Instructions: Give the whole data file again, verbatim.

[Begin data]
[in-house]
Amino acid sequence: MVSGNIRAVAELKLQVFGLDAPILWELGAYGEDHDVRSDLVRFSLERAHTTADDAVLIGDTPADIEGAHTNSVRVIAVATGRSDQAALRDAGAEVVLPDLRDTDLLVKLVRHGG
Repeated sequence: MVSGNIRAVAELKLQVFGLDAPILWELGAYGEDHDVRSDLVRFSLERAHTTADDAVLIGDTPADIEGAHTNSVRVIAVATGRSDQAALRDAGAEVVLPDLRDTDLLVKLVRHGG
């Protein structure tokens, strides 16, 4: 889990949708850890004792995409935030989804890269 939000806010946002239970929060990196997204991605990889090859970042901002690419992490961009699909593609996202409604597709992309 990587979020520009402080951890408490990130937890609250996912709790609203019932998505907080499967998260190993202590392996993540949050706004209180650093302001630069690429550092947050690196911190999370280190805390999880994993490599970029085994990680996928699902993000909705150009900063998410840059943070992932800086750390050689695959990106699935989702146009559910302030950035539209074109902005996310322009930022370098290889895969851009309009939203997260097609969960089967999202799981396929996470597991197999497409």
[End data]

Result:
[in-house]
Amino acid sequence: MVSGNIRAVAELKLQVFGLDAPILWELGAYGEDHDVRSDLVRFSLERAHTTADDAVLIGDTPADIEGAHTNSVRVIAVATGRSDQAALRDAGAEVVLPDLRDTDLLVKLVRHGG
Repeated sequence: MVSGNIRAVAELKLQVFGLDAPILWELGAYGEDHDVRSDLVRFSLERAHTTADDAVLIGDTPADIEGAHTNSVRVIAVATGRSDQAALRDAGAEVVLPDLRDTDLLVKLVRHGG
């Protein structure tokens, strides 16, 4: 889990949708850890004792995409935030989804890269 939000806010946002239970929060990196997204991605990889090859970042901002690419992490961009699909593609996202409604597709992309 990587979020520009402080951890408490990130937890609250996912709790609203019932998505907080499967998260190993202590392996993540949050706004209180650093302001630069690429550092947050690196911190999370280190805390999880994993490599970029085994990680996928699902993000909705150009900063998410840059943070992932800086750390050689695959990106699935989702146009559910302030950035539209074109902005996310322009930022370098290889895969851009309009939203997260097609969960089967999202799981396929996470597991197999497409």